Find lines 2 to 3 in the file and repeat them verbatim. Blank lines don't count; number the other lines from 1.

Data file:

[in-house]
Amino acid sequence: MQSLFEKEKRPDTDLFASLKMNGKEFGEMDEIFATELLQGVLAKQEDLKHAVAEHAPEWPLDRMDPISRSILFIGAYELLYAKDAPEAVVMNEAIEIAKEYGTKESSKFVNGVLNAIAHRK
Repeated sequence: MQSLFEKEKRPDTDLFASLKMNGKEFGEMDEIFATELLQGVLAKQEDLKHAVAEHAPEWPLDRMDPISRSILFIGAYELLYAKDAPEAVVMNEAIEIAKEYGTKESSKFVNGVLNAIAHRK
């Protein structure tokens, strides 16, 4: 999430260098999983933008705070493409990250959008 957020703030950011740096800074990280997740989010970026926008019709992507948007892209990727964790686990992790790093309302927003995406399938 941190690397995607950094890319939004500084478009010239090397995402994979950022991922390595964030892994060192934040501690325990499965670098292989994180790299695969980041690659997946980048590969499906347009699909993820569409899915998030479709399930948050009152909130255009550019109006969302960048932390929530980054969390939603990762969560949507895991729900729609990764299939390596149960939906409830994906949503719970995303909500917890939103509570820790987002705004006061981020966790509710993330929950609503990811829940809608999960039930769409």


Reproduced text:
Amino acid sequence: MQSLFEKEKRPDTDLFASLKMNGKEFGEMDEIFATELLQGVLAKQEDLKHAVAEHAPEWPLDRMDPISRSILFIGAYELLYAKDAPEAVVMNEAIEIAKEYGTKESSKFVNGVLNAIAHRK
Repeated sequence: MQSLFEKEKRPDTDLFASLKMNGKEFGEMDEIFATELLQGVLAKQEDLKHAVAEHAPEWPLDRMDPISRSILFIGAYELLYAKDAPEAVVMNEAIEIAKEYGTKESSKFVNGVLNAIAHRK